Michigan man free on bond after 45 years in prison

By ED WHITE

Associated Press

DETROIT (AP) — A Michigan man whose murder conviction was thrown out after he spent 45 years in

Richard Phillips is seen outside a Wayne County jail, Thursday, Dec. 14, 2017 in Detroit after being released after 45 years in prison. Phillips was released while prosecutors appeal a decision that granted him a new trial in a 1971 murder. Phillips has long declared his innocence in the fatal shooting of Gregory Harris. He was convicted largely on the testimony of a trial witness who's now dead. Phillips' big break occurred in 2014 when the Innocence Clinic at University of Michigan law school learned that another man said Phillips had absolutely no role. (AP Photo/Ed White)

Richard Phillips outside a Wayne County jail on Dec. 14,  in Detroit after being released after 45 years in prison. Phillips was released while prosecutors appeal a decision that granted him a new trial in a 1971 murder. (Courtesy Photo/AP Ed White)

prison was released Thursday while prosecutors appeal a decision that grants him a new trial.

Richard Phillips thanked God by raising his arm to the sunny sky outside a Detroit-area jail. His conviction was erased in August, but the 71-year-old had remained in custody until a judge said he could be freed on bond while wearing an electronic ankle device.

Phillips said he was so excited that he would have “walked out barefoot” if necessary, even with the temperature at 22 degrees (-5.5 Celsius).

“It’s already a merry Christmas. … And it chokes me up,” he said as he tried to control his emotions.

He has long declared his innocence in the 1971 fatal shooting of Gregory Harris. In 2014, the Innocence Clinic at University of Michigan law school learned that a co-defendant said Phillips had absolutely no role.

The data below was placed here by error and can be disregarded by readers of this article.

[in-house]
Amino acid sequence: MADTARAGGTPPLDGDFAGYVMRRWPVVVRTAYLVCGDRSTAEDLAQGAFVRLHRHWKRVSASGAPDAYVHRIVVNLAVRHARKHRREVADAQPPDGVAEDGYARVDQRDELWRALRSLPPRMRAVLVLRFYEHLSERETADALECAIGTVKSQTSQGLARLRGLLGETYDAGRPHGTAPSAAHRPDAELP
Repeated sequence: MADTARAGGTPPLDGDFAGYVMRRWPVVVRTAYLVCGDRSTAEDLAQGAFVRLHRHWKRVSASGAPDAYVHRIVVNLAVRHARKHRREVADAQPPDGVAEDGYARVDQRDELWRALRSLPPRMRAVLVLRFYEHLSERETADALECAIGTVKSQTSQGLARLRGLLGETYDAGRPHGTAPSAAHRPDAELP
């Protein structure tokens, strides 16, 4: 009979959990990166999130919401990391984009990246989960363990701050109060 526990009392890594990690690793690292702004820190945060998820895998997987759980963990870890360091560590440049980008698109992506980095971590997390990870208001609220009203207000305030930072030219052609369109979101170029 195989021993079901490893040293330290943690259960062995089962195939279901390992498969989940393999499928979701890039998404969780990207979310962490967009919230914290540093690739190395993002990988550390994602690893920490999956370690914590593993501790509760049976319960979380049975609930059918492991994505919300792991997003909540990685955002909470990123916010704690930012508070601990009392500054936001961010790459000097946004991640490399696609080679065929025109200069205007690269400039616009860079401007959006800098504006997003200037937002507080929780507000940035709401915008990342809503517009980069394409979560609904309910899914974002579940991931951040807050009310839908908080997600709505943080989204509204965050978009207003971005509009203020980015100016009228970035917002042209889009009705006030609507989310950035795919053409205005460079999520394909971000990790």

The disclosure by Richard Palombo occurred at a 2010 parole hearing. The law school investigated and found that Phillips and Palombo had never been housed in the same prison or exchanged letters during their decades behind bars.

Phillips said he figured he probably would die in prison “for something I didn’t do.”

The judge who threw out Phillips’ murder conviction said the parole board statements were newly discovered evidence.

A second trial is set for Feb. 5, although prosecutors are appealing the decision to set aside the conviction. They said Palombo’s testimony is hearsay. A key witness from the 1972 trial is dead.

Phillips said he isn’t angry about his years in prison.

“The only thing I’m thinking about is breathing fresh air,” he said.

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Posted by Ashlyn Korienek

Ashlyn is the cops & courts and city reporter for the Manistee News Advocate. You can reach her at (231) 398-3109 or akorienek@pioneergroup.com

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